by Abby Lentz, founder of HeavyWeight Yoga
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Abby Lentz

I felt like I was back in junior high again, taking a logic test — “Which of these 3 things does not belong?” For some, fat bashing by Charles Barkley on national television during the NBA Playoffs was actually a winning combination of “None of the above.” After all, only people without a sense of humor wouldn’t enjoy his childish joke aimed at the “fat women” of San Antonio and their “big bloomers” during a nationally broadcasted basketball analysis television show.
I didn’t wake up that morning in May thinking, “Today I’ll become an activist.” Throughout the last nine years, I made it a point to remain completely neutral about all things, especially on social media where everyone seems to have an opinion about everything. And, in fact, I stopped watching Barkley’s show years ago when I found I just didn’t have the stomach for his brand of humor. I turned him off, but I didn’t stand up to him. However, when a San Antonio sports writer made mention of Barkley’s comments, I had to see what it was all about.

In 2004, I founded HeavyWeight Yoga for people who would never feel comfortable or welcomed into a traditional yoga class. I based my program on the 3 A’s:

  • Awareness
  • Acceptance
  • and Affection

It was always important to me that weight-loss was never a topic of discussion. At more than 220 pounds, I just wanted to extend the benefits of yoga to everyone, with the things I had learned throughout 42 years of practicing it. After all, during those decades, I had been many different sizes, starting from being a new mother to becoming a content grandmother who stopped thinking about her body image long ago.

I always felt that yoga is a neutral tool, one whose main message is about finding a path to loving yourself regardless of size or affiliation. I was as comfortable being at the OAC’s Inaugural Your Weight Matters National Convention in Dallas, as when I served as the yoga moderator for the Health at Every Size (HAES) Fit Fatties Yoga Group, or presented at ObesityHelp. I came to realize that as polarized as groups may appear to be, they all agree that self-love should be promoted and fat bashing should be eliminated.

In 2012, after turning the other cheek for two years, the then-mayor of San Antonio Julian Castro stood up to Barkley on YouTube with humor. Nothing changed. Barkley even won back-to-back Emmys for Best Sports Commentary in 2012 and 2013 and got signed to a big contract with a weight-loss company. Although poking fun of public figures for their weight has a long history, that never made (or makes) it right. At least public figures have a forum to reply, a place to push back — to stand up. But what do you do if you’re a woman in San Antonio watching a game with your husband, son, brother, or dad, cheering for the home team together? Or harder still, watching with your daughter or granddaughter.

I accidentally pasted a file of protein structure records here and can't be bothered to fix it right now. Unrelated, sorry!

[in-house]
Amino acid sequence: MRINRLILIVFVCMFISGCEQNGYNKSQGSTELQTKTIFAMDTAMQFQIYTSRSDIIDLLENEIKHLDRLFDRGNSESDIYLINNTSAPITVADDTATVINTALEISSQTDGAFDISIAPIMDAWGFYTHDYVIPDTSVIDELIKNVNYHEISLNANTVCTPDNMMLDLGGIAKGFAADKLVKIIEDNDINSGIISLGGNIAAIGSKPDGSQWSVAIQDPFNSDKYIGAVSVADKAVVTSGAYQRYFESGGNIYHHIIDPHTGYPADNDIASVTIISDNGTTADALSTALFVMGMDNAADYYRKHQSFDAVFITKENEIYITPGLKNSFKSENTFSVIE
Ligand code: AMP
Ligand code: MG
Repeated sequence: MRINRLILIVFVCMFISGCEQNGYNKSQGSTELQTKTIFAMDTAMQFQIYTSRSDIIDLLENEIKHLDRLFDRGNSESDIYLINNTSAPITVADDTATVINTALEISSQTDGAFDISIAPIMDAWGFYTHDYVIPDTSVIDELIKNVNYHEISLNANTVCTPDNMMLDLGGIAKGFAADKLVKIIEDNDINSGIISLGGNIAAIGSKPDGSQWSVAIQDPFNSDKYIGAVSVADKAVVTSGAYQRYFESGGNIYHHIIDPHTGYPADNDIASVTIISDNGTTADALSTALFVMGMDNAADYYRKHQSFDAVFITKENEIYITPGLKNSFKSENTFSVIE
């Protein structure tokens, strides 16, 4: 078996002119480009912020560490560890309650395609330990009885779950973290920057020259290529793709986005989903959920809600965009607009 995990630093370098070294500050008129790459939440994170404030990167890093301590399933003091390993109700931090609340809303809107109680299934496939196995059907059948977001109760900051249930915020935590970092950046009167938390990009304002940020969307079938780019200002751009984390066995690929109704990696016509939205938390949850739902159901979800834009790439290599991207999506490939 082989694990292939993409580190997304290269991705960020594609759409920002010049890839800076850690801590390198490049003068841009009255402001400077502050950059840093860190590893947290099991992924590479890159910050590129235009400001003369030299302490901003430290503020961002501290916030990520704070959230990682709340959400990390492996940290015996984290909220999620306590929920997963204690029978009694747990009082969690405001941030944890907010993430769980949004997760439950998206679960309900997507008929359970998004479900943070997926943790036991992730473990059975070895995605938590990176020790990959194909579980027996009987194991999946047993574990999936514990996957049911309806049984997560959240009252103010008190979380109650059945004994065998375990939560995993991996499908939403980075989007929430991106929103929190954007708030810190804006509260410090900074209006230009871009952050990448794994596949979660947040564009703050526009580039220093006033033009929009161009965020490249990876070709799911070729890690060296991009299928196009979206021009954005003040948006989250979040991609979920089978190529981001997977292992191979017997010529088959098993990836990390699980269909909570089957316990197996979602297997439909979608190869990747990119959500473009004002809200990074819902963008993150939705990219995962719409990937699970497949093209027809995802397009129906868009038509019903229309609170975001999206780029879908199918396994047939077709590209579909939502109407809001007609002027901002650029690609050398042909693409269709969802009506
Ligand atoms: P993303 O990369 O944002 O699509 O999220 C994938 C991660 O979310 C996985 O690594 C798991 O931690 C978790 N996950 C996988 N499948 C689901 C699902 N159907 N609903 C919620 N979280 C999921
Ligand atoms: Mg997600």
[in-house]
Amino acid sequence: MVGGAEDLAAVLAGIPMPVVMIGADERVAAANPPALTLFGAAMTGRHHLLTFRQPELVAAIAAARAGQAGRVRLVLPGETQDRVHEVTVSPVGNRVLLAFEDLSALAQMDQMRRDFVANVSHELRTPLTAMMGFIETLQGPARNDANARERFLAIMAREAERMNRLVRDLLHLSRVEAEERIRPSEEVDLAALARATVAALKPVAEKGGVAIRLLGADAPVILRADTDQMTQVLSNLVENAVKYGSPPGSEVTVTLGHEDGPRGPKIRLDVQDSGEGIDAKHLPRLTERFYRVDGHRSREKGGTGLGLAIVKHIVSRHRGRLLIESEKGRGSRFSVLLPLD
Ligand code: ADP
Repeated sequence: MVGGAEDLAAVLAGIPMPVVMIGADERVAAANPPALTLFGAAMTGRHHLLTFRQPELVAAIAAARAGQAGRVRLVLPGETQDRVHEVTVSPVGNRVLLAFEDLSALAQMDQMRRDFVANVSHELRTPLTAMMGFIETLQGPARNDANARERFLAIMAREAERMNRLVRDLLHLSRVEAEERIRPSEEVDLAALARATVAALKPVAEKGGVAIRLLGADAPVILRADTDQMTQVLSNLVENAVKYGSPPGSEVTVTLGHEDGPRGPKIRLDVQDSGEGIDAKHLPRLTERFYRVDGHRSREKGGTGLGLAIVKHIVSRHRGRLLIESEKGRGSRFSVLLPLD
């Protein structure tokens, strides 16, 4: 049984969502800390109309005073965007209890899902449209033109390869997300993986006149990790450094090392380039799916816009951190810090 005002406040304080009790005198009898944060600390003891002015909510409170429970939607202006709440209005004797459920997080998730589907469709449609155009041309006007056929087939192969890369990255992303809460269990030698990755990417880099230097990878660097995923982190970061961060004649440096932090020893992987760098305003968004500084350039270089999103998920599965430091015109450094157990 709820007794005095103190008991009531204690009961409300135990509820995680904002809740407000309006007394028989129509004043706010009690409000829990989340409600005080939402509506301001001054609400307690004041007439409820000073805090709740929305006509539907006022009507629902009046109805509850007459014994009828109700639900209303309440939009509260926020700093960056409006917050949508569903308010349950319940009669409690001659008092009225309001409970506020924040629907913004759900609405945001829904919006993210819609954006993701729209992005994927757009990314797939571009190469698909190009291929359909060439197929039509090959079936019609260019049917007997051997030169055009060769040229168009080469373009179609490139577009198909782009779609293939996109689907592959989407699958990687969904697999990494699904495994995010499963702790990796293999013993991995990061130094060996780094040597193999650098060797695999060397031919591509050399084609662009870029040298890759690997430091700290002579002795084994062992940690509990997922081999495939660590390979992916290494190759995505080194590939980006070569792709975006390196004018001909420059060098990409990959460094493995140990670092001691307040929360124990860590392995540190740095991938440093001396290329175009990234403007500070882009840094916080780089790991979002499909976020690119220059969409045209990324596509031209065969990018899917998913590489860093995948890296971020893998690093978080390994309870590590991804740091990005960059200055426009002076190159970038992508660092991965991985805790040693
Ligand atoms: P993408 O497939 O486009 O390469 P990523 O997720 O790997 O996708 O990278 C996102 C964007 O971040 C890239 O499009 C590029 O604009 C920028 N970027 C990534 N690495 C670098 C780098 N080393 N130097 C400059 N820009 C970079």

The fact is discrimination of any kind hurts us all. Weight bias seems to be the last acceptable form of discrimination in America. In fact, when Barkley bashes the “fat” women of San Antonio, he’s actually bashing all the women of San Antonio, regardless of their weight. He’s bashing the mothers, wives, sisters, and daughters of the men of San Antonio. When he bashes all the women of San Antonio and by extension, all the men who love them, Barkley is actually bashing us all.

Separating any group from the rest of us is based on a common strategy as old as the beginning of time — so basic even wolves do it instinctively in the wild. Cull out the weak from the herd and you’ll be in for an easy kill — or laugh. Not all that long ago, Hitler did it to the Jews. Racists did it to the blacks. Feminists and gays all cut out from the general population, often with the scalpel named “comedy.”
When on the top of his game, Barkley is an excellent analyst, sharing insights with more than flashes of brilliance. Forget that while he’s making fun of the women of San Antonio, he wasn’t delivering any of this expert analysis he’s actually paid for. Forget that his only advice if you don’t have “a sense of humor,” is to turn off your television. For more than four years, to Barkley, to the producers of this show, and to a wide range of sponsors, his fat bashing didn’t matter.

That is, until the OAC turned up the heat with their “Bias Busters.”

Not able to be everywhere, the OAC relies on its membership to alert them of weight discrimination. Their Stigma section talks directly to the pain and heartbreak brought on by this type of prejudice. While finally I pushed back as an individual with Facebook, Twitter, and even a MoveOn petition that generated 150 signatures, it was a good start — but not enough. My contacting the OAC turned the tide. Putting their professional expertise to work they got noticed by national media — TMZ Sports, 247Sports and the Washington Examiner, just to mention a few.

While Barkley responded to the national pressure for him to apologize that it would only happen when “hell freezes over,” so far this basketball season he seems to be content just talking about basketball and his new eyewear.

For me, my sensibility is heightened. My language changed not just in public, but also in private. It’s affected by obesity now, not just “obese.” But most importantly it’s the realization that we are not in this struggle alone. That with OAC the whole is greater than the sum of its parts — and its parts are each of us, its members, coming together to…